Referring to FIG. 1A, a chemical microreactor 2 comprises: a bottom substrate 4 a comprising silicon, glass or ceramic, a top substrate 4 b comprising silicon, glass or ceramic, at least one capillary microchannel 6 having at least one inlet 8 for fuel and water and at least one outlet 10 for gases, a liquid reservoir (not shown) containing a fuel source, at least one porous membrane 12, and at least one integrated heater 14 for heating the microchannel. Referring to FIG. 1B, a porous membrane support structure 13 comprising silicon, glass or ceramic containing a plurality of porous membranes 12 is an effective alternate embodiment to porous membrane 12 of FIG. 1A. Microreactor 2 can further comprise a catalytic combustion microfluidic heat source (not shown) to heat the gases flowing through the microchannel and porous membrane(s).

Chemical microreactor 2 provides a means to generate hydrogen fuel from liquid sources such as ammonia, methanol, and butane through steam reforming processes when mixed with the appropriate amount of water. In an alternate embodiment to that shown in FIG. 1A, capillary microchannel inlet 8 mixes and delivers a fuel-water mixture from the liquid reservoir (not shown) through microchannel 6 and porous membrane 12. Porous membrane 12 can alternately be replaced with a porous membrane support structure containing a plurality of porous membranes.

Referring to FIG. 2A, the fuel-water mixture can first be heated by resistive heaters in a “gassifier region” 15, i.e., the region where the fuel inlet connects to the microchannel, forming a fuel-steam gas. The fuel-steam gas then flows through microchannel 6. The microchannel can be packed with a catalyst material such as, platinum, platinum-ruthenium, nickel, palladium, copper, copper oxide, ceria, zinc oxide, alumina, combinations thereof and alloys thereof. Resistive heaters 14 can be positioned along the microchannel. Heating microchannel 6 to a temperature between about 250° C. and about 650° C. by resistive heaters facilitates the occurrence of catalytic steam reforming reactions. The desired temperature depends upon the source of fuel. For example, about 250° C. is an effective temperature if methanol is used, whereas ammonia requires a temperature closer to about 650° C. Microchannel 6 is formed in a configuration that allows adequate volume and surface area for the fuel-steam gas to react as. it flows through microchannel 6 and porous membrane 12, Electrical connection pads 16 provide current to resistive heaters 14. Although not shown, electrical pads 16 are connected to a power source. FIG. 2B is a cross-sectional illustration of the embodiment depicted in FIG. 2A.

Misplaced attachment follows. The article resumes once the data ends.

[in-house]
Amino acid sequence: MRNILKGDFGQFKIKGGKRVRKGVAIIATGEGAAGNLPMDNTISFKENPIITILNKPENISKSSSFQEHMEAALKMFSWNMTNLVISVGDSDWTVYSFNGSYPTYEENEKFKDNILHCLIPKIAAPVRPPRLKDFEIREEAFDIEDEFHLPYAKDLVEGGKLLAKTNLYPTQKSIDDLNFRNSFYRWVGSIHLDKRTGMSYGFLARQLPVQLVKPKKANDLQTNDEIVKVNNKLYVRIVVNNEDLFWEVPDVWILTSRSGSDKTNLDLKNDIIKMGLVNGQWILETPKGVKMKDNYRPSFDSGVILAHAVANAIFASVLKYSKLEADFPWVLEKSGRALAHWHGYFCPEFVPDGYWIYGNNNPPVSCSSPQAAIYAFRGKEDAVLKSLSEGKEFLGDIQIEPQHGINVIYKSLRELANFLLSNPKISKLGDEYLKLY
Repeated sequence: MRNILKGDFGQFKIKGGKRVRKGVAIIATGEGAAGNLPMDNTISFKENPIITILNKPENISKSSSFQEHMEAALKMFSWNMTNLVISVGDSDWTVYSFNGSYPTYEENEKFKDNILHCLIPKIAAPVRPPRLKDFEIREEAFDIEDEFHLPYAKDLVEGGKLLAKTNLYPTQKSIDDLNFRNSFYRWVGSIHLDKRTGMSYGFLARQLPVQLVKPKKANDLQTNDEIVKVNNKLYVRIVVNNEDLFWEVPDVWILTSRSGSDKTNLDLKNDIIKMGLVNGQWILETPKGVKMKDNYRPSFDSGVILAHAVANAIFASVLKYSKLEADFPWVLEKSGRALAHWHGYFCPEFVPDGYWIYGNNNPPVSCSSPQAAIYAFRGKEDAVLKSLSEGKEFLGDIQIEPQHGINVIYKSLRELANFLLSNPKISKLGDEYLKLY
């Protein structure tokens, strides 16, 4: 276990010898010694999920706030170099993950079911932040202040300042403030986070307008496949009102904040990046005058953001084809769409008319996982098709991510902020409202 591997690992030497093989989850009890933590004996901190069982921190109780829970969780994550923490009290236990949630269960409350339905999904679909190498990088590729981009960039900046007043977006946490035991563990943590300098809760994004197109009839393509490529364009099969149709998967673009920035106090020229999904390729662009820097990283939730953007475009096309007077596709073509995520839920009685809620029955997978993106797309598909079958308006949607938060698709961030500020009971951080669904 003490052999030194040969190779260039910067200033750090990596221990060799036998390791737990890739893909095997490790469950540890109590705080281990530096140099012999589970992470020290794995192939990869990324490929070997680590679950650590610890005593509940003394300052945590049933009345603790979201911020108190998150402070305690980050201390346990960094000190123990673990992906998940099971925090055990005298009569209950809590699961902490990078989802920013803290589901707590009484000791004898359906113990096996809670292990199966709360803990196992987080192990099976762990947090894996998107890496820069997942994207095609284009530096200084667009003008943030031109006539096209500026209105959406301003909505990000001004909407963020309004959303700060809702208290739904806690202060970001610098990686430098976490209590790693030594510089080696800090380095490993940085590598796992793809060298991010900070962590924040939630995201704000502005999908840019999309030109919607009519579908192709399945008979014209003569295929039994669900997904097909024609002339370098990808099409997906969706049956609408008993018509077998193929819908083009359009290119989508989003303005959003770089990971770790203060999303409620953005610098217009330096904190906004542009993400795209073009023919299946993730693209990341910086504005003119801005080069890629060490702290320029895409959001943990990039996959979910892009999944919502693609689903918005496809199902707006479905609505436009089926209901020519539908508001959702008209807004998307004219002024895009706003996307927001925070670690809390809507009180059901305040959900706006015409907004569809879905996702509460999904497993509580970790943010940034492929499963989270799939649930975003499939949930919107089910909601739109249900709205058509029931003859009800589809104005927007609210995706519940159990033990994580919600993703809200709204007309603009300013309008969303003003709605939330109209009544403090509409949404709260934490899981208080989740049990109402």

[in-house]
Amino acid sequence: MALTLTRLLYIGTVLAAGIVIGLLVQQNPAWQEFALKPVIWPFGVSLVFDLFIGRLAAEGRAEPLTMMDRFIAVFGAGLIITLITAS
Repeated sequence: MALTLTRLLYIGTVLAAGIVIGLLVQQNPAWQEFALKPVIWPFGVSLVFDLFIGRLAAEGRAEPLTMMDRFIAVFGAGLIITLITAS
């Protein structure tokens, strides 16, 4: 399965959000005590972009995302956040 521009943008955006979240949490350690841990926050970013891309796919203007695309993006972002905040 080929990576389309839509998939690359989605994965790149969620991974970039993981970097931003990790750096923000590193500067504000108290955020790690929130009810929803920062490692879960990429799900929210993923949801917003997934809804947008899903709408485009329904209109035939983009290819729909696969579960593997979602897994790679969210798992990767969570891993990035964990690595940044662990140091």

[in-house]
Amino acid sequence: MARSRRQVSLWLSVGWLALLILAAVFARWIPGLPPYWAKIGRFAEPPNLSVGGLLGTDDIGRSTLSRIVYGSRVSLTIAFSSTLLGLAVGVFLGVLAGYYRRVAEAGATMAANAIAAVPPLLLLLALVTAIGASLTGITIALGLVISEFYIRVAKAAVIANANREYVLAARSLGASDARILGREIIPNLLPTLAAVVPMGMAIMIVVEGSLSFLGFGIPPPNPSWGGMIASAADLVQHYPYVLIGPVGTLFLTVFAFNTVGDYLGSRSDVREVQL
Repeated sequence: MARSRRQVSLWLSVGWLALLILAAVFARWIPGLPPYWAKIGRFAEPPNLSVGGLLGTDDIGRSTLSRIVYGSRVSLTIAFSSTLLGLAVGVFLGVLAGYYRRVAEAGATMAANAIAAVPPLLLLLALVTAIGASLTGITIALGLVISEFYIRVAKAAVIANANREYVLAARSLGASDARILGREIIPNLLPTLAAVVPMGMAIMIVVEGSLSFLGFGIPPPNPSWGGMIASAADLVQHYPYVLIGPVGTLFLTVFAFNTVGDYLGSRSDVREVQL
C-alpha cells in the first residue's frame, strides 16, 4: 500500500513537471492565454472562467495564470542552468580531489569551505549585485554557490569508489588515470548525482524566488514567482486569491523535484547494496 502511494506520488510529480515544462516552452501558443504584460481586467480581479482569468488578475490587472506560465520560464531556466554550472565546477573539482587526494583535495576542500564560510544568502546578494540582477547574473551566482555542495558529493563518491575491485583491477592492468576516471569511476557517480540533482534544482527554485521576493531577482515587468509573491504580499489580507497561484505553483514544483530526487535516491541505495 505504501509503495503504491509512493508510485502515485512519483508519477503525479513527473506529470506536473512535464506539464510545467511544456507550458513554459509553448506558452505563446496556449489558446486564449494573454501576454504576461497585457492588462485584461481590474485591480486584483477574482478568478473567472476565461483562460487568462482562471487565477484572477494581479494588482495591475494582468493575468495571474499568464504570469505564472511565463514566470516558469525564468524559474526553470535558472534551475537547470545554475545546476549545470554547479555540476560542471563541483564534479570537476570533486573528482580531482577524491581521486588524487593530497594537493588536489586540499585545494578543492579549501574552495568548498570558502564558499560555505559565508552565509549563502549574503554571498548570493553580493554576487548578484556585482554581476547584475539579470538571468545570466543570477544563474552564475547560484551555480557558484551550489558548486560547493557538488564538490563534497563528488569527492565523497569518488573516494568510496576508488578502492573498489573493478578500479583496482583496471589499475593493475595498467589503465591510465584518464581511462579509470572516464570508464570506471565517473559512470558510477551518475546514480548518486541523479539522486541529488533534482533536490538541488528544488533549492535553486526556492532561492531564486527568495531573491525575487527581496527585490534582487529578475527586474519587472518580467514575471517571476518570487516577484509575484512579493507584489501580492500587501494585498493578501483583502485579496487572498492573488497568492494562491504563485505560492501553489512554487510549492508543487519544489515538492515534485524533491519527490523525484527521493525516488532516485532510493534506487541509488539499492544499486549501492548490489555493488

Two distinct embodiment styles are effective. The first embodiment employs a packed catalyst capillary microchannel and at least one porous membrane. In this embodiment, the primary purpose of the porous membrane is to prevent large particles or molecules flowing through the microchannel to pass through the membrane. The porous membrane may or may not contain catalyst materials.

The second embodiment style employs a porous membrane with a large surface area or a porous membrane support structure containing a plurality of porous membranes having a large surface area in the aggregate, i.e., greater than about 1 m2/cm3. Surface areas on the order of about 1 m2/cm3 to about 100 m2/cm3 are effective. In this embodiment, a catalyst material is imbedded within the porous membrane(s) and the primary purpose of the porous membrane(s) is to facilitate the occurrence of catalytic steam reforming reactions. Packed catalyst capillary microchannels may or may not be used with this embodiment style. This embodiment style can reduce the size and length requirements of microchannel 6. For example, referring to FIGS. 1A and 1B, positioning porous membrane support structure 13 which contains a plurality of porous membranes 12 at outlet 10 of microchannel 6 provides a high surface area catalytic reaction. Minimizing the size of the microchannel region in this manner makes it easier to heat and maintain microchannel 6 at the high temperatures required for the steam reforming reactions to occur, i.e., about 250° C. to about 650° C. Additionally, the porous membrane support structure 13 provides a flow interface with outlet 10 and provides some restriction to gas flow resulting in a slight increase in the back-pressure of the microchannel region.